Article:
Guiding Principles Policy


 Playcentre Aotearoa’s constitutional philosophy is to operate as a whānau organisation which empowers whānau and tamariki to work, play, learn and grow together; honours Te Tiriti o Waitangi and celebrates people’s uniqueness; values and affirms parents as the first and best educators/kaiako for their tamariki so that whānau are strengthened and communities enriched.

Our philosophy guides how we organise ourselves, the way we work, what we are focused on, and reflects our unique role in our communities. Our Constitution makes clear our governance and decision-making processes. Underpinning this philosophy are the aligned values and principles of our governing houses of Te Whare Tikanga Maori and Tangata Tiriti House.

Everyone at Playcentre Aotearoa is expected to abide by our Constitution, philosophy, and by our regulatory rights and responsibilities as an early childhood service provider, and the policies and procedures of Playcentre Aotearoa.

The purpose of this policy is to:

  • Identify Playcentre Aotearoa and all our parts and roles
  • Define who we are as Playcentre Aotearoa and describe the way we work and learn together
  • To acknowledge the importance of our philosophical approach to early childhood education alongside our regulatory rights and responsibilities as an early childhood service provider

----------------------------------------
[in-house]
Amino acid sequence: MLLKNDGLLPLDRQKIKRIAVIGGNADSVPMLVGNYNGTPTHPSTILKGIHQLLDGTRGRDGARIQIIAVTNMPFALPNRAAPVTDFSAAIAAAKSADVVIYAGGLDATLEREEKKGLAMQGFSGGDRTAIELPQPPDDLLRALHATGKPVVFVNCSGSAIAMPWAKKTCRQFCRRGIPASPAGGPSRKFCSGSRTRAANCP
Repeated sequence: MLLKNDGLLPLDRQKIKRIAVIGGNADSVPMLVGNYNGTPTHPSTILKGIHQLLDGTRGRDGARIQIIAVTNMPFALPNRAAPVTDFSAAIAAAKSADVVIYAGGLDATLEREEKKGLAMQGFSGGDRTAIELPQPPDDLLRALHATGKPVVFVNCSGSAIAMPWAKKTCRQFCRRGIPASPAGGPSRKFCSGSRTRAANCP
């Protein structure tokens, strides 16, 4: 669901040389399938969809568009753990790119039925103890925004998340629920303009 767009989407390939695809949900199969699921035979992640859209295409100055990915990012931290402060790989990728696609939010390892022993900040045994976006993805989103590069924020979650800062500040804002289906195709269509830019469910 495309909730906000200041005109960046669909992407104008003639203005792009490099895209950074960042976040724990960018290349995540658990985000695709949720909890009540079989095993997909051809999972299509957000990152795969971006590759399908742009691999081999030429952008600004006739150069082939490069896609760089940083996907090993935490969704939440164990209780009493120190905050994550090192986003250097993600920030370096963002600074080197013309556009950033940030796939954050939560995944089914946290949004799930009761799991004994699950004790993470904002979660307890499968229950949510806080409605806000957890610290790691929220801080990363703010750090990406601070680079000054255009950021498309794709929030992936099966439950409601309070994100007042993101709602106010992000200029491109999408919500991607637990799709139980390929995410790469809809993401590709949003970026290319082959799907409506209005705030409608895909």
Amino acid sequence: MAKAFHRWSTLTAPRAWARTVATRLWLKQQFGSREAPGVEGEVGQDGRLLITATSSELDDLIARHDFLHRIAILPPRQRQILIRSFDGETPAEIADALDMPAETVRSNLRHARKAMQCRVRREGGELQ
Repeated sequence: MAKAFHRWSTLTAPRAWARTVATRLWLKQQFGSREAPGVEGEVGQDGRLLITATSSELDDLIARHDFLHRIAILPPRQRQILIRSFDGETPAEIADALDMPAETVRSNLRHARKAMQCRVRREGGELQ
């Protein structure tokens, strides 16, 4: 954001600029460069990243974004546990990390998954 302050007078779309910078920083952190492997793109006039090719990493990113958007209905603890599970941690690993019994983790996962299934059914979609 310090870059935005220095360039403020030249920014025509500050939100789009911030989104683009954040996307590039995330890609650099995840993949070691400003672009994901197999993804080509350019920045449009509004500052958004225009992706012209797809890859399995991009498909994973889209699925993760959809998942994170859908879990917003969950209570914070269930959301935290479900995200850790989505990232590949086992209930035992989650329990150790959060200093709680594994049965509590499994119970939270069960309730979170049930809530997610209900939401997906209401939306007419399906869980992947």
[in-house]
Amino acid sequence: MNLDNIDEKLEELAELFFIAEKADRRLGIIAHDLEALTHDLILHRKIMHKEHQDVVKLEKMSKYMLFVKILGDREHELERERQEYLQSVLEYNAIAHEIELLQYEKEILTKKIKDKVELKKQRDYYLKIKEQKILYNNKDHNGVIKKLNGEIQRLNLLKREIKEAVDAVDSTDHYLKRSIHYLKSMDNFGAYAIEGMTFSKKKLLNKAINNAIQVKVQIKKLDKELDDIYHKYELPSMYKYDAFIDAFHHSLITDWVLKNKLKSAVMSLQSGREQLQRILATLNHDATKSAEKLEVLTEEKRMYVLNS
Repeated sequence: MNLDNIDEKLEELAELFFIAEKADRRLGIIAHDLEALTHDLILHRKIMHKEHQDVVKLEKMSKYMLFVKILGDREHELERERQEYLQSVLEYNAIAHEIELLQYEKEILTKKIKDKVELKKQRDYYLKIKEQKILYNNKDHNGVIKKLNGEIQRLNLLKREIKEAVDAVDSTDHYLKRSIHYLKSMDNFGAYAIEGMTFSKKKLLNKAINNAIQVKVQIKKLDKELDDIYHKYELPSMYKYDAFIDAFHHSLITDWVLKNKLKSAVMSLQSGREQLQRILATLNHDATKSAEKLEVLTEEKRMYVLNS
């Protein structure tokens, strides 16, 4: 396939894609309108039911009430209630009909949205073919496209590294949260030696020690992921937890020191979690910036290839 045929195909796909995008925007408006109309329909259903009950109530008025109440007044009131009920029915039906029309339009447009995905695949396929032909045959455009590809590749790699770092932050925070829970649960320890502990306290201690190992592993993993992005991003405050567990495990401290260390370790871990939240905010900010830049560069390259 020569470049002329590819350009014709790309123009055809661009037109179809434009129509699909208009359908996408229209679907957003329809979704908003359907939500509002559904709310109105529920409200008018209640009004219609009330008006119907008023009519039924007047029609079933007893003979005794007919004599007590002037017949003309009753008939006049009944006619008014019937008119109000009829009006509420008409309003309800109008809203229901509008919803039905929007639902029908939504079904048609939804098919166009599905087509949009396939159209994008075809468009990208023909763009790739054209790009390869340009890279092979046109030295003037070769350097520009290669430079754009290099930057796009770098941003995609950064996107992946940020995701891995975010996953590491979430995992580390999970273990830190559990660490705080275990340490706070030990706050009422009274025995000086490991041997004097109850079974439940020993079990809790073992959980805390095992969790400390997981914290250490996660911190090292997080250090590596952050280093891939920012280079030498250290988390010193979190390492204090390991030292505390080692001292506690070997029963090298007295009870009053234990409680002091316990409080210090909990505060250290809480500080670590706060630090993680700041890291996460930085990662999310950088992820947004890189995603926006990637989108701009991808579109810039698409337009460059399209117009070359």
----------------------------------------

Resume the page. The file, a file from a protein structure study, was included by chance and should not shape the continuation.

At Playcentre Aotearoa, our tamariki learn through play with their parents and whānau alongside. We are whānau and community based and we have Centres operating throughout Aotearoa New Zealand.

What Playcentre Aotearoa is

Playcentre Aotearoa operates in a number of capacities in order to fund and deliver services we provide

  • As a licensed early childhood education service, governed by the Education (Early Childhood Services) Regulations and Licensing Criteria
  • As a Charitable Trust and as a registered charity for fundraising purposes with a governing Constitution
  • As an NZQA registered provider, accredited and approved to deliver early childhood education courses registered on the NZ Qualifications framework to our parents and whanau.
  • As an advocate for the importance of parent involvement in their child’s education and the importance of play in the early years
  • As a community of families providing each other support and friendship as we raise our tamariki through their early years

Our Constitutional objects of operation

These describe what we are established to do:

  1. Promote and encourage the development of Playcentre activities throughout Aotearoa New Zealand;
  2. Support learning through play;
  3. Foster adult education and bicultural development;
  4. Offer adult education and courses that enhance the understanding of the education and care of our young tamariki;
  5. Ensure adult participation and responsibility in the cooperative running of Playcentres;
  6. Embody Te Tiriti o Waitangi based partnership within Playcentre Aotearoa
  7. Assist families to provide quality play experiences for all tamariki in an inclusive environment which acknowledges and incorporates the dual heritage of Aotearoa New Zealand;
  8. Organise the training, approval and employment of suitable persons to support play sessions;
  9. Nurture sustainable services and practices at all levels of Playcentre Aotearoa;
  10. Raise public awareness of Playcentres;
  11. Assist and foster innovation and research in the fields of early childhood education, adult education and young tamariki; and
  12. Generally, do each and every act necessary and proper to achieve the objects of Playcentre